First published in Toward Reform and Transparency in Japanese Policymaking Processes, Pacific Economic Papers No. 301, March 2000, Australia-Japan Research Centre
A CARTOON in the Asahi Shinbun dated 11 August 1993 shows the leaders of the seven political parties participating in the Hosokawa coalition government formed two days before. They are wielding samurai swords and standing triumphant on the inert body of a dinosaur labelled 'single party control'. One of the leaders is holding a banner that reads: 'Next is political reform', and the caption to the cartoon expresses the following sentiment: 'By launching [the new Cabinet], 'One Great Task' has been completed' (Asahi Shinbun, 11 August 1993).
At the time it was easy to regard the formation of the first non-Liberal Democratic Party (LDP) Cabinet for nearly 38 years as a heroic event. A party mired in corruption, preferring backstage deals to open government and massively influenced by irresponsible bureaucrats and self-serving interest groups had been vanquished by a coalition of far-sighted reformers. These reformers were proposing a coherent programme to democratize and modernize the political, economic and social systems and practices of Japan. As happens following most revolutions, however, what ensued was far more messy and confusing, the politics more murky and the achievements more ambiguous than the initial mood of euphoria would have predicted. Indeed, within a mere nine months of losing office, the LDP dinosaur had revived, and though much less powerful than before, was taking its first steps on the road to regaining its dominant political position.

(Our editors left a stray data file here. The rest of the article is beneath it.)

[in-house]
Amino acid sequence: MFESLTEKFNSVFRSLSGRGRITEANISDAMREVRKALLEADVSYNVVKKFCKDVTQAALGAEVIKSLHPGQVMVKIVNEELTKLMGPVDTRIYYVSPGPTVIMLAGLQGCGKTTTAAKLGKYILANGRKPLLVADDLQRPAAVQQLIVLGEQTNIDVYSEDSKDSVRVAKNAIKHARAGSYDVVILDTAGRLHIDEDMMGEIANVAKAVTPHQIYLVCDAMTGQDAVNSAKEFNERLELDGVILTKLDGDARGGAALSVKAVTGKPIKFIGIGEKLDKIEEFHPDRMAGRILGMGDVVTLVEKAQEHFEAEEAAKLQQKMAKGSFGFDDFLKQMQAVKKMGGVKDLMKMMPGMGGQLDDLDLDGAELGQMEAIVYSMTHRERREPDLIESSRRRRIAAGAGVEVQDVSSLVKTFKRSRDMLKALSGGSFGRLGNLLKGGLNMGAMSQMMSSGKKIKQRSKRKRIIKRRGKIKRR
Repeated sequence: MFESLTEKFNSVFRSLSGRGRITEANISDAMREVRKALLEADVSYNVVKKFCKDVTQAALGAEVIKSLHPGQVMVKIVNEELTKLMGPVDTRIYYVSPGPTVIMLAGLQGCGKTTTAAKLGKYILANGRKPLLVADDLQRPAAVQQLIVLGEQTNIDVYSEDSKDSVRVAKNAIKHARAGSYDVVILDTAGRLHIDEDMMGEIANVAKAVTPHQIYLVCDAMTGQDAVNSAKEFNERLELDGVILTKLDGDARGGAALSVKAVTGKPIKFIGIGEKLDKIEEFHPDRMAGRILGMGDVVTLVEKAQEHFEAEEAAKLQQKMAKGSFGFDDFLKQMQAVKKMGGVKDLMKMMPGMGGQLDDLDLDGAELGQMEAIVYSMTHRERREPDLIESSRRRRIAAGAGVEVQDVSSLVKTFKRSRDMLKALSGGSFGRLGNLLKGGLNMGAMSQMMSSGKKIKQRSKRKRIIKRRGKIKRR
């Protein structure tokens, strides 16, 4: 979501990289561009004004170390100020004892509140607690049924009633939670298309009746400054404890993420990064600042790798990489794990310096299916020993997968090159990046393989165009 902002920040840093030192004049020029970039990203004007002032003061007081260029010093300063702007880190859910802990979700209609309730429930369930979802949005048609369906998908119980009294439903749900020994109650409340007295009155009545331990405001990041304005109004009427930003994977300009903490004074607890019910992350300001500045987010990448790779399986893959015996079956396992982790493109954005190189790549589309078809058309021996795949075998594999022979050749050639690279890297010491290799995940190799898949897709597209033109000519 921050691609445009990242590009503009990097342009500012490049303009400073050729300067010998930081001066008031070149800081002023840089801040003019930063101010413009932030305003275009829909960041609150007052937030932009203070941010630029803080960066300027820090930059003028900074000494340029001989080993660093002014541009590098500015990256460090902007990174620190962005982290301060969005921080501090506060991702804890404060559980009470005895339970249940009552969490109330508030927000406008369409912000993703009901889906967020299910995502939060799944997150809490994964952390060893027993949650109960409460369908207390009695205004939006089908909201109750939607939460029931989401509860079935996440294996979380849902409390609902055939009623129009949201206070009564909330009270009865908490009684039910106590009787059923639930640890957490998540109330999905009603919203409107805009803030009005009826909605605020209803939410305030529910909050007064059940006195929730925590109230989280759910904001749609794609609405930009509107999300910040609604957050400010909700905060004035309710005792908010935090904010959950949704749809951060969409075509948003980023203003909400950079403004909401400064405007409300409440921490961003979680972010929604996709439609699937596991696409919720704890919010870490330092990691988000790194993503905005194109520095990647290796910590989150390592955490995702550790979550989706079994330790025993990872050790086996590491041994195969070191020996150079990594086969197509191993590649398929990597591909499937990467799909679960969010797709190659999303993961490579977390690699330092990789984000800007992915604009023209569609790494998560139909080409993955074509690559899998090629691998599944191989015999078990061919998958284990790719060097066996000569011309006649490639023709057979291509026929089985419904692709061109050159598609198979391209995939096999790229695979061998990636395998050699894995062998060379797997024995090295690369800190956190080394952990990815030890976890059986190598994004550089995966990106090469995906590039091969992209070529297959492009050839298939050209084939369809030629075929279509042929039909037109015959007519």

The Hosokawa Cabinet adumbrated a reform agenda whose principal elements were deregulation, decentralisation, economic reforms and a radical change to the electoral system for the House of Representatives. In the event, partly because the tenure of office of his government was so brief, Hosokawa's only solid achievement in the area of political reform was a wholesale rewriting of the electoral law for the Lower House. 1 Although, however, this was arguably the one really major political change that took place in the 1990s, to gauge its effects is far more problematic. Indeed, it is a central argument of this